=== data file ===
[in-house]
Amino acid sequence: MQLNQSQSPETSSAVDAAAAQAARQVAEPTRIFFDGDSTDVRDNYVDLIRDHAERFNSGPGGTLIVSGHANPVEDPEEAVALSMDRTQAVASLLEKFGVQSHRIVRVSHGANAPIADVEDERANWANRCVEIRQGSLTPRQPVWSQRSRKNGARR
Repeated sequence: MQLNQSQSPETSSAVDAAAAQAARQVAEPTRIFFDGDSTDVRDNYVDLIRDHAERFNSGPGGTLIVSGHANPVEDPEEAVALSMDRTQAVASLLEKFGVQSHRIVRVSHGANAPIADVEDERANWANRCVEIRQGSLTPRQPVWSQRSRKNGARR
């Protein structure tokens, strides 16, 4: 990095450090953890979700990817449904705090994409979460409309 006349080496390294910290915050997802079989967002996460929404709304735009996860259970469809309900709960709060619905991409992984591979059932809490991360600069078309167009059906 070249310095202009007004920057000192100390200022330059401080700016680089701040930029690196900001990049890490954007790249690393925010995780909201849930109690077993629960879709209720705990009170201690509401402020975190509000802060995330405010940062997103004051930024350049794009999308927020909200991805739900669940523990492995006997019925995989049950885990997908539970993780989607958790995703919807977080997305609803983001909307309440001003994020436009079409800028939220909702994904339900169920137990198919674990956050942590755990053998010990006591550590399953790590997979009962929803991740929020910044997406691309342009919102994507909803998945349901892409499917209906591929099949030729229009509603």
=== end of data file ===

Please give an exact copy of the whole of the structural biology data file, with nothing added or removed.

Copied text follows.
[in-house]
Amino acid sequence: MQLNQSQSPETSSAVDAAAAQAARQVAEPTRIFFDGDSTDVRDNYVDLIRDHAERFNSGPGGTLIVSGHANPVEDPEEAVALSMDRTQAVASLLEKFGVQSHRIVRVSHGANAPIADVEDERANWANRCVEIRQGSLTPRQPVWSQRSRKNGARR
Repeated sequence: MQLNQSQSPETSSAVDAAAAQAARQVAEPTRIFFDGDSTDVRDNYVDLIRDHAERFNSGPGGTLIVSGHANPVEDPEEAVALSMDRTQAVASLLEKFGVQSHRIVRVSHGANAPIADVEDERANWANRCVEIRQGSLTPRQPVWSQRSRKNGARR
């Protein structure tokens, strides 16, 4: 990095450090953890979700990817449904705090994409979460409309 006349080496390294910290915050997802079989967002996460929404709304735009996860259970469809309900709960709060619905991409992984591979059932809490991360600069078309167009059906 070249310095202009007004920057000192100390200022330059401080700016680089701040930029690196900001990049890490954007790249690393925010995780909201849930109690077993629960879709209720705990009170201690509401402020975190509000802060995330405010940062997103004051930024350049794009999308927020909200991805739900669940523990492995006997019925995989049950885990997908539970993780989607958790995703919807977080997305609803983001909307309440001003994020436009079409800028939220909702994904339900169920137990198919674990956050942590755990053998010990006591550590399953790590997979009962929803991740929020910044997406691309342009919102994507909803998945349901892409499917209906591929099949030729229009509603």